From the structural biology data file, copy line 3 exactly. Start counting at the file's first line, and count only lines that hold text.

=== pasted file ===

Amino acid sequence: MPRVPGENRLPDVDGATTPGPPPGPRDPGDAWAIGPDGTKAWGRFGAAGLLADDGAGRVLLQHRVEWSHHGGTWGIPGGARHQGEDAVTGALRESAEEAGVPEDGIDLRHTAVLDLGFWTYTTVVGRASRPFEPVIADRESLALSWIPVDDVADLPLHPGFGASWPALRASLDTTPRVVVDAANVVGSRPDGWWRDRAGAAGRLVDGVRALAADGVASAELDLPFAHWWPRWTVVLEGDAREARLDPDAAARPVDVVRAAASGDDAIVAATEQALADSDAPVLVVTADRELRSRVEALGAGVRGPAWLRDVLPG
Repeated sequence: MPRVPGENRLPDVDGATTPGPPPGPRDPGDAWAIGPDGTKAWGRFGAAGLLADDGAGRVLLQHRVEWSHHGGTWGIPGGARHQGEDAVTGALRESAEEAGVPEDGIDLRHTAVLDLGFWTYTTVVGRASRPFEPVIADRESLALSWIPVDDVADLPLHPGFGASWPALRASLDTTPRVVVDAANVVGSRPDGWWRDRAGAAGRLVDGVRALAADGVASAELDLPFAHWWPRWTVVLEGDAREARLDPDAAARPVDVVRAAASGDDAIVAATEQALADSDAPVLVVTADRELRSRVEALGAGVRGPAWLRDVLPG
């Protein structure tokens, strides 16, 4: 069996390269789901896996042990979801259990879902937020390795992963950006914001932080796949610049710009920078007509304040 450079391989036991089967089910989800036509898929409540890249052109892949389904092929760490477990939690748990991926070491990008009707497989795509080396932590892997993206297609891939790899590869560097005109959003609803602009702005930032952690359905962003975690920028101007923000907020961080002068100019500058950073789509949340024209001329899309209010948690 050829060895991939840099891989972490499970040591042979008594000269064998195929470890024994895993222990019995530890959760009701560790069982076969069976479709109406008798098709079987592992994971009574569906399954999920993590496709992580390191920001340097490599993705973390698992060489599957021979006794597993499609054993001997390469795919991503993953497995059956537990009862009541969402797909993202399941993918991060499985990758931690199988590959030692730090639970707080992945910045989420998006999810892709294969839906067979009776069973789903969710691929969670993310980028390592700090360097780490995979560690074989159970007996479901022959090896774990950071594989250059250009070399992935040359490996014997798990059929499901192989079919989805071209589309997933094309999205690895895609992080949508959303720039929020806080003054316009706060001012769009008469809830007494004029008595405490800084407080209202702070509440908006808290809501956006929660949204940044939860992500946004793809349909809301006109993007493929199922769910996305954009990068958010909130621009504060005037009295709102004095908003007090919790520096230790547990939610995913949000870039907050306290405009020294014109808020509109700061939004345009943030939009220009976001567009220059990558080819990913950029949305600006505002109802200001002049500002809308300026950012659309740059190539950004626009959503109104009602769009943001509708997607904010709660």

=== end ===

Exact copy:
């Protein structure tokens, strides 16, 4: 069996390269789901896996042990979801259990879902937020390795992963950006914001932080796949610049710009920078007509304040 450079391989036991089967089910989800036509898929409540890249052109892949389904092929760490477990939690748990991926070491990008009707497989795509080396932590892997993206297609891939790899590869560097005109959003609803602009702005930032952690359905962003975690920028101007923000907020961080002068100019500058950073789509949340024209001329899309209010948690 050829060895991939840099891989972490499970040591042979008594000269064998195929470890024994895993222990019995530890959760009701560790069982076969069976479709109406008798098709079987592992994971009574569906399954999920993590496709992580390191920001340097490599993705973390698992060489599957021979006794597993499609054993001997390469795919991503993953497995059956537990009862009541969402797909993202399941993918991060499985990758931690199988590959030692730090639970707080992945910045989420998006999810892709294969839906067979009776069973789903969710691929969670993310980028390592700090360097780490995979560690074989159970007996479901022959090896774990950071594989250059250009070399992935040359490996014997798990059929499901192989079919989805071209589309997933094309999205690895895609992080949508959303720039929020806080003054316009706060001012769009008469809830007494004029008595405490800084407080209202702070509440908006808290809501956006929660949204940044939860992500946004793809349909809301006109993007493929199922769910996305954009990068958010909130621009504060005037009295709102004095908003007090919790520096230790547990939610995913949000870039907050306290405009020294014109808020509109700061939004345009943030939009220009976001567009220059990558080819990913950029949305600006505002109802200001002049500002809308300026950012659309740059190539950004626009959503109104009602769009943001509708997607904010709660």